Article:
The nation’s largest financial firms as well as a major health insurance system are halting political donations after an attempt to disrupt the certification of the election resulted in a riot that killed five people.
JPMorgan Chase, Goldman Sachs and Citigroup were among the first major financial firms to say they are suspending political contributions after followers of President Donald Trump attempted a coup at the U.S. Capitol last week, CNBC and The Wall Street Journal reported.
JPMorgan, the biggest U.S. bank by assets, is pausing political action committee contributions for Republicans and Democrats for “at least” the next six months, spokesman Steve O’Halloran said. During that time, the bank will consider changes to its political donation strategies.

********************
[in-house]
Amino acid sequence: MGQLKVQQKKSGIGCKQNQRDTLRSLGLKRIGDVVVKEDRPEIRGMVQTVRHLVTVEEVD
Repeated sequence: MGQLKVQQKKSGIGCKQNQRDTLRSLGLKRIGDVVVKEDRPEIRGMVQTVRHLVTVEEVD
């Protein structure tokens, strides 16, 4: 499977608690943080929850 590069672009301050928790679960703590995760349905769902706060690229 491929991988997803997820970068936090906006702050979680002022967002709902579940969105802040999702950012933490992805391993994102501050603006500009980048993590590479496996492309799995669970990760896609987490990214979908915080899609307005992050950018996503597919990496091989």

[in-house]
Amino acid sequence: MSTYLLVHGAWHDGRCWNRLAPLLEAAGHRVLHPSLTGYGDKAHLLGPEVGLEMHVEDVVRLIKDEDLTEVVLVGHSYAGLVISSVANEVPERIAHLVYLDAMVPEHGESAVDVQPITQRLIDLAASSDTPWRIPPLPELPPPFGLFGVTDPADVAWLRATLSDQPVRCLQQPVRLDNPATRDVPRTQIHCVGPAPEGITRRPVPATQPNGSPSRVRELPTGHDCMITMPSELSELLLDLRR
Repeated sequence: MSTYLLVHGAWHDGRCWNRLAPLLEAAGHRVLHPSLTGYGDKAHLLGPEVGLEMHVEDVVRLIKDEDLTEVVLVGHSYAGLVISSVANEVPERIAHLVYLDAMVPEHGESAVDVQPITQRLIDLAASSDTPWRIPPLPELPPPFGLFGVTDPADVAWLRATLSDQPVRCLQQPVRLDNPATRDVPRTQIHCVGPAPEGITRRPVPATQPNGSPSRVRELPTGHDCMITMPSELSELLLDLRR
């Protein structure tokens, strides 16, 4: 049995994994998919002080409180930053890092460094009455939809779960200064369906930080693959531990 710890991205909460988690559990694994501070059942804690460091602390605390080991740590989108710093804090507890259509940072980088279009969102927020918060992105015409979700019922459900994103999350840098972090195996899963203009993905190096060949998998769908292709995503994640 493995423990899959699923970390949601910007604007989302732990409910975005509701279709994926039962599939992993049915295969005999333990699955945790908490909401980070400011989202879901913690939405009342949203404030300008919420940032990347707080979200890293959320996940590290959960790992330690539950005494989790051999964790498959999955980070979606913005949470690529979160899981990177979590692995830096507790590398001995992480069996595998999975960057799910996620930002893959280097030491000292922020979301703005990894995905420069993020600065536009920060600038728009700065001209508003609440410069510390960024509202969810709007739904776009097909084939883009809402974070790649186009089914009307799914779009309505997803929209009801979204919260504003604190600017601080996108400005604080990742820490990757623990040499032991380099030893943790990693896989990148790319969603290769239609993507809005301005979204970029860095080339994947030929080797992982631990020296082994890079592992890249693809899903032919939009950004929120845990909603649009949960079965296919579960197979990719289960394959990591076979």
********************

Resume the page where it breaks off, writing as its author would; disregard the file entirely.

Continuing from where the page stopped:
Blue Cross Blue Shield said it would stop giving campaign contributions to Republican lawmakers who backed efforts to disrupt the certification of President-elect Joe Biden’s victory.
Morgan Stanley said it will not make contributions to members of Congress who opposed the Electoral College certification of Biden, CNBC reported. The financial firm will continue making contributions to other lawmakers.
Goldman Sachs said it paused all its political action committee donations last week following the riot at the Capitol. A Goldman Sachs spokesman told CNBC the pause is likely to extend for six months.
Citigroup told its employees in a memo that it would pause all political contributions for the first quarter of the year, according to CNBC.
Bank of America spokesman Bill Halldin said that the “appalling violent assault on the U.S. Capitol” will factor into donation decisions for the 2022 midterm elections.
Wells Fargo is “reviewing its go-forward Political Action Committee strategy in light of the terrible and tragic events of last week,” Jennifer Dunn, a spokeswoman for the bank, said in a statement.